A key difference between both plans lies in whether families of any income level would be required to pay any portion of tuition and fees. Both plans likely would make community colleges tuition-free for anyone, regardless of income. (Note: there is a discrepancy between Sanders’s campaign fact sheet and proposed legislation as to whether only public four-year colleges or all public colleges would be tuition-free.) This was a critical recommendation from the Obama Administration’s higher education legacy. Investing in the more than 40% of American college students who attend community college is vital. These institutions have been starved of state revenue for years despite serving high numbers of low-income students and students of color and doing so by spending less than many other public and private four-year institutions. Debt levels for associate’s degree recipients are rising. By eliminating tuition and allowing students to use need-based grant aid for living costs, community colleges promise to be an affordable pathway for all students.

Here’s the rub. At four-year institutions, Senator Sanders would require states to waive tuition and fees for all students attending regardless of income. All students could then cover the cost of living expenses from family income, savings, or grant and scholarship aid. In contrast, Secretary Clinton’s New College Compact asks all families for a limited and progressively adjusted according to income, financial contribution to pay tuition and fees. Under Clinton’s plan, no student or family would have to borrow as they do now (beyond that limited family contribution) to pay tuition, fees, or books at an in-state, public four-year college or university. And very low-income families would not be expected to have the resources to contribute from earnings or savings at all.  But to be clear, Clinton’s plan asks higher-income families who wish to send their children to an in-state, public four year college to contribute a reasonable amount for tuition and fees given their wealth.  Those funds in turn could help support higher-quality education for everyone.  A crucial distinction is not just in targeting, but the price control along with associated potential product quality effect of the two plans.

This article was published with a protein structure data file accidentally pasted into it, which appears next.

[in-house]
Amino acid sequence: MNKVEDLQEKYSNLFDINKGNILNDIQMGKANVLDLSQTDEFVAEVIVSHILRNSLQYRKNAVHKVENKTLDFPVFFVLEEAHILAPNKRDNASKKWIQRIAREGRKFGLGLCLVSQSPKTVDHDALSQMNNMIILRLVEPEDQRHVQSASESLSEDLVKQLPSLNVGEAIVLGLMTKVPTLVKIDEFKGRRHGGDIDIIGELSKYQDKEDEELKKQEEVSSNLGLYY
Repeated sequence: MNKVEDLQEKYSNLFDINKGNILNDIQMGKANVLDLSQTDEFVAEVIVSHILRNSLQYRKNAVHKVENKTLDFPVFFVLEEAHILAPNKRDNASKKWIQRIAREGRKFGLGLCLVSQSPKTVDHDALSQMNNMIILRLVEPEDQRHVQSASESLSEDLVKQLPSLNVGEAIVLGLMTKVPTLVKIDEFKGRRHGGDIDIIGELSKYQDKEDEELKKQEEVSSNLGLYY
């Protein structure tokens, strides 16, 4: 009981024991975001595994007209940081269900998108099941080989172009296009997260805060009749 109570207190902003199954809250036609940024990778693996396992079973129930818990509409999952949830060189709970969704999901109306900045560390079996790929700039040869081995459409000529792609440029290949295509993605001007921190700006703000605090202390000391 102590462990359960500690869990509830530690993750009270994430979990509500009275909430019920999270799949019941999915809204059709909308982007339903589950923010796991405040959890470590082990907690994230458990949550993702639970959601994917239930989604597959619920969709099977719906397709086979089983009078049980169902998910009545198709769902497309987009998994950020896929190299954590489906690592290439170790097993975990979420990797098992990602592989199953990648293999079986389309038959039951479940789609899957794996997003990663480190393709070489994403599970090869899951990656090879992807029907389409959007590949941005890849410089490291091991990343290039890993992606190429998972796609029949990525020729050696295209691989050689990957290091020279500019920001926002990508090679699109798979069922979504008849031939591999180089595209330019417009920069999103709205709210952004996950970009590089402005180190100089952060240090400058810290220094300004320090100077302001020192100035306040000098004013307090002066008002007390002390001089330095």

Eliminating Student Debt. Verdict: Toss Up

Both the Sanders and Clinton plans would dramatically reduce the direct costs of college (tuition, fees, and books) at public institutions and allow millions more students to graduate debt-free. Of course, students face more than just direct costs on their bill each semester, and our current system allows them to borrow up to the total cost of attendance – including room and board or living costs, computers, transportation, dependent care, and disability costs – in order to finance their studies.

Neither plan would eliminate these indirect costs entirely for all students, but both plans could help millions of students—particularly students from lower-income households—meet them without borrowing. Both would allow students to use grant aid toward the total cost of attendance, which includes room and board expenses, and there are key features of both plans that would reduce expected debt. Senator Sanders’ plan would increase work-study opportunities; Secretary Clinton’s plan would provide a huge investment in on-campus child care, reducing both cost and time burden on student parents (who make up ¼ of all college students). She would also dramatically expand public service opportunities through Americorps, which would cover all college costs and eliminate the need to borrow.

Complexity and Administration. Verdict: Toss Up

Senator Sanders’ plan is billed as generous and simple, and indeed “free tuition for all” is a powerful and easily understood message for students and families. The College for All Act would instill requirements on states and institutions that receive federal funding, including maintaining minimum levels of state investment and using funds on faculty – specifically reducing use of low-wage adjunct and contingent faculty.

Secretary Clinton’s plan can also be distilled fairly easily. For students attending community college, there would be no tuition and fees. And students would apply to four-year colleges with the guarantee that tuition, fees, and books would not require borrowing. That’s not the same thing as “free tuition;” it’s “debt-free tuition.”